A compliment greater than which nothing can be conceived, an insult like they just aborted said compliment

45. I don’t know if I’ve ever bought my own clothes. I’ve bought dress shirts in the past five years, but other than that, most of my clothes are just gifts, give-aways, or old clothes my mom gave me. [1]What I mean is my mom still buys me clothes. Fine!

A while ago, after seeing that Deutlich didn’t have to come up with her own topics, I decided to ask Um Yum to choose a topic for me. She chose a fabulous topic and, because I didn’t want to screw it up, I took my sweet time writing about it.

Her topic was thusly:

At your request, I have a topic I would like you to write about. What was
the worst thing someone ever said to you? Was it just a word? A phrase? A
humongous spite-ridden speech? What were the circumstances in which this
person said this. And of course on the flip side, what’s the best compliment
you ever received? :o)

It occurred to me that people have, in the past, said things that were really hurtful, but while I could vaguely remember the time and place, I couldn’t remember what was said or who said it. It was like a defense mechanism.

So I began to write down what I thought would make a comment particularly hurtful. Here’s my list:

  1. It has to come from someone I respect.
  2. It has to attack something I consider to be a strength or great weakness.
  3. It has to be something I was relatively unaware about.
  4. It has to be true.
  5. I have to accept it.

Instantly I thought about the time in high school when my so-called best friends wrote a newsletter where I was at the butt of every joke. [2]I suppose they were justified, seeing as how I’d let the power of being in charge of the local media get to my head. But it still hurt. That was tough, but a lot of what they wrote wasn’t true.

Then I thought of the many times people have attacked my laugh, my jokes, or my sense of humor. Those always sting, but then I realize that not all jokes are for everybody and ignore them.

I thought of this past weekend, when a philosopher accused me of committing the Naturalistic Fallacy and making and invalid argument in the philosophical paper that got me into grad school. But then I realized she was wrong and just a bit crazy.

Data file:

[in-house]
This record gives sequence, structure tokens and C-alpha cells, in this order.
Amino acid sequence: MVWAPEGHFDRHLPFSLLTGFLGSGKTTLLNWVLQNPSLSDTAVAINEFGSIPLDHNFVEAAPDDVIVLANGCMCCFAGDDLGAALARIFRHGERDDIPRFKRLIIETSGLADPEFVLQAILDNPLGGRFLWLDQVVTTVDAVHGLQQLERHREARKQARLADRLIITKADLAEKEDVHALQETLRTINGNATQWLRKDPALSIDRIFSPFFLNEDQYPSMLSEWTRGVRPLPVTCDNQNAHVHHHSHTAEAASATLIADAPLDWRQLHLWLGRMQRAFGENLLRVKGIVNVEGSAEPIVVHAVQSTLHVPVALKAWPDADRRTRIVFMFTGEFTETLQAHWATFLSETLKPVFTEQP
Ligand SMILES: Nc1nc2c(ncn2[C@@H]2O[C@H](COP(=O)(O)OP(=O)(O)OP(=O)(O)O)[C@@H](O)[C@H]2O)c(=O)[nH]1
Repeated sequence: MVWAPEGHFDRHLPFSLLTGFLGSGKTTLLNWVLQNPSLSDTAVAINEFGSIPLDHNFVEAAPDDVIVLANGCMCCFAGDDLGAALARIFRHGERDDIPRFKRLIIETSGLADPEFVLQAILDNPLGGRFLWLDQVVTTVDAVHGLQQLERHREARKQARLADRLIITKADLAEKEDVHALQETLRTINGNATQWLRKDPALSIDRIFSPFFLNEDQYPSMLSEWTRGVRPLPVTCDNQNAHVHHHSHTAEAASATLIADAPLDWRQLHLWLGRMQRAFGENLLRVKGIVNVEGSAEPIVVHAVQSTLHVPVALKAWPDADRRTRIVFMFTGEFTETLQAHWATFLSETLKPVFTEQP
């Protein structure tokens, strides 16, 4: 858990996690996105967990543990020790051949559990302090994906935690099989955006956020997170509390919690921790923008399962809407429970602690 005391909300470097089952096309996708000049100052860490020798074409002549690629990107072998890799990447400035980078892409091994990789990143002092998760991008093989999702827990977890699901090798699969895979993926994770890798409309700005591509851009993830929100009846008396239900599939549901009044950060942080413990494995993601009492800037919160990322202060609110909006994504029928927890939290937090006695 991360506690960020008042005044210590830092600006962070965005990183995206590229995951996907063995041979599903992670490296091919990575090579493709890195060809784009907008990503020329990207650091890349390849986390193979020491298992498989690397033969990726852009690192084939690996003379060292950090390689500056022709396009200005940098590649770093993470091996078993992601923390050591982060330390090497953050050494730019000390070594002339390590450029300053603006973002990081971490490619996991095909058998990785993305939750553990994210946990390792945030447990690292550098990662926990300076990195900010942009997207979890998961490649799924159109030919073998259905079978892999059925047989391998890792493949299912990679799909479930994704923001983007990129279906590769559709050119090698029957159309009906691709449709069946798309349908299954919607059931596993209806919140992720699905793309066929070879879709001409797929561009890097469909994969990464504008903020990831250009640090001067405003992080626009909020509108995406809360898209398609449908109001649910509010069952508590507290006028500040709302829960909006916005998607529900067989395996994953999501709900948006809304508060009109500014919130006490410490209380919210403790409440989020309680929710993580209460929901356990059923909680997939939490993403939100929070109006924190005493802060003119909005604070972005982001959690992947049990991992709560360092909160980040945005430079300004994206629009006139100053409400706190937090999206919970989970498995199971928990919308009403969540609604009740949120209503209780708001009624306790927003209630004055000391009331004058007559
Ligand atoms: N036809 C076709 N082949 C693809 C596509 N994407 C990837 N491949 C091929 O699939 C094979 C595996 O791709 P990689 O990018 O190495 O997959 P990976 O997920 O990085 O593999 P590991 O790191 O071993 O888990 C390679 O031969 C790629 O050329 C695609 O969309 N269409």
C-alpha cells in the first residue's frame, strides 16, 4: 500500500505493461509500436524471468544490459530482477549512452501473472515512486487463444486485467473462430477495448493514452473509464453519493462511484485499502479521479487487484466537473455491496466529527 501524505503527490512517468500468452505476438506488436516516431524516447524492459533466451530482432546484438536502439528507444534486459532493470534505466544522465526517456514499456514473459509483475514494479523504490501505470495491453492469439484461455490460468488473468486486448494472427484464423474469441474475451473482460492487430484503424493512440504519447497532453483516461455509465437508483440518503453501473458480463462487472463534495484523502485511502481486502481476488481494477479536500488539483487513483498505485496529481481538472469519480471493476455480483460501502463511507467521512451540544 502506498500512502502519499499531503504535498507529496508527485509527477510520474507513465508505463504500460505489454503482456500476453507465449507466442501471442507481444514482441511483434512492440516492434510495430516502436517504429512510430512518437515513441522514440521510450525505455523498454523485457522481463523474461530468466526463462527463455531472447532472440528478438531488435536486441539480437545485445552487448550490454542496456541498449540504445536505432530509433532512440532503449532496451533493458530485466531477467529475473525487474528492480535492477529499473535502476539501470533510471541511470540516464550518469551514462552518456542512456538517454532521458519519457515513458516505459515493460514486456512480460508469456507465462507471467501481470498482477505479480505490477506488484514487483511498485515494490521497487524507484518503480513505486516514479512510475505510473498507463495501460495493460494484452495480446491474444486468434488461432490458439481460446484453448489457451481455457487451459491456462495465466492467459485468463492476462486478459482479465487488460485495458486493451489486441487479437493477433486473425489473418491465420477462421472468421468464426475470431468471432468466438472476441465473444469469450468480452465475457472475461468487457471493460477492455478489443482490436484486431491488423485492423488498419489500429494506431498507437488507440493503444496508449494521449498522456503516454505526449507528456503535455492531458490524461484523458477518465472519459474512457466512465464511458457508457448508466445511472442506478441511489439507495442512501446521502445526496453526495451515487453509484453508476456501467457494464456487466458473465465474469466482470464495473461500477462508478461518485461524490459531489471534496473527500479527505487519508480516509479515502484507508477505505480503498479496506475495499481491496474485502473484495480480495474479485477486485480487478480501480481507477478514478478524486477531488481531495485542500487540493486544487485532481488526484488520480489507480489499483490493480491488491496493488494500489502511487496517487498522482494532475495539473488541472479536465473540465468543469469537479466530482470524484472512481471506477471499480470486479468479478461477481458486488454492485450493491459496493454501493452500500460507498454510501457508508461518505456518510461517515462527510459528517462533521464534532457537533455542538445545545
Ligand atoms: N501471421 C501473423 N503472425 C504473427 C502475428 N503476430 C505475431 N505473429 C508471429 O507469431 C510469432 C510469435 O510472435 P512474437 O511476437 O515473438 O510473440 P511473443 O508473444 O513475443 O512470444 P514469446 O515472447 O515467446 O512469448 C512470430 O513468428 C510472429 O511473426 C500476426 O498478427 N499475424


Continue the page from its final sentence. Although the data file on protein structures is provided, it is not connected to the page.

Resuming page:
Finally I realized the perfect hurtful thing: The comments my professor wrote on that same paper. In fact, I had nightmares about them for weeks! The thing was: my paper did suck at the time, only I didn’t realize it because I’d never tried to write at a graduate student level before. I thought my paper was wonderful. His comments hurt because he wasn’t doing it to hurt me, he wanted to help me. And, to do so, he couldn’t pull any punches. And everything he said was true. And I accepted it. But oh, did that hurt.

Luckily, for every insult, there’s an equal and opposite compliment. That professor has given me a bunch since then, but the one I’m thinking of is from a guy I respect as well. His compliment is about something I consider to be a weakness, but try at anyway. He’s Tony and he once had a blog called Conceptual Drudgery. Now he just hangs out at Cre8buzz, presumably creating buzz for other people. He just wrote:

Congrats on the grad program! Sounds like you’re pulling a Kerouac in the meantime. Of all the impressive things you’re sure to go off and do…remember your literary fans. You’re a talented writer. I’ll be sure to tune in to your blog.

:o)

Update: Remember my professor that wrote the comments on my paper?  Keep in mind I’m being sincere when I say I appreciated them.  He went out of his way, taking hours of his time to contemplate my paper and point out the weaknesses in it before any graduate schools could get their hands on it.  I just found out that he’s being nominated for an award for excellence in teaching.  I’m going to pay him back.  Finally.  I’m going to write a letter of recommendation for him in the hopes that my story will put him over the top for this award.  Joy!

Notes   [ + ]

1. What I mean is my mom still buys me clothes. Fine!
2. I suppose they were justified, seeing as how I’d let the power of being in charge of the local media get to my head. But it still hurt.

About Pixel

Pixel Q. Styx refuses to talk about himself. If thou wishest, thou may infer from his blog what thou wishest.

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3 Responses to A compliment greater than which nothing can be conceived, an insult like they just aborted said compliment

  1. Um...Yum! says:

    I was starting to think you hated my topic. I like that you put a lot of thought into it.

    We definitely have extremely different feelings on what is hurtful. I’m more hurt by things that were just said just to attack rather than be constructive.

    That’s really cool about your teacher. Good luck to him on the award! 🙂

  2. Pixel says:

    I understand what you mean about attacks for attack’s sake being hurtful, but I always tend to discount people who have nothing worthwhile to say. It’s when they’re RIGHT and SMART that it hurts me. Otherwise, I find it hard to listen anyway.

    p.s. Do you have another topic for me? I’ll try to write it up sooner next time. 😀

  3. Phil Plasma says:

    I went through my teenage years learning to live with the creed ‘be sensitive to people’s sensitivities and be insensitive to people’s insensitivities’. Now it is second nature – if someone issues a particularly hurtful comment towards me I consider that to be rather insensitive so I do not let it bother me. As you point out, if that comment contains a grain of truth, I do my best to extract that grain and make use of it.

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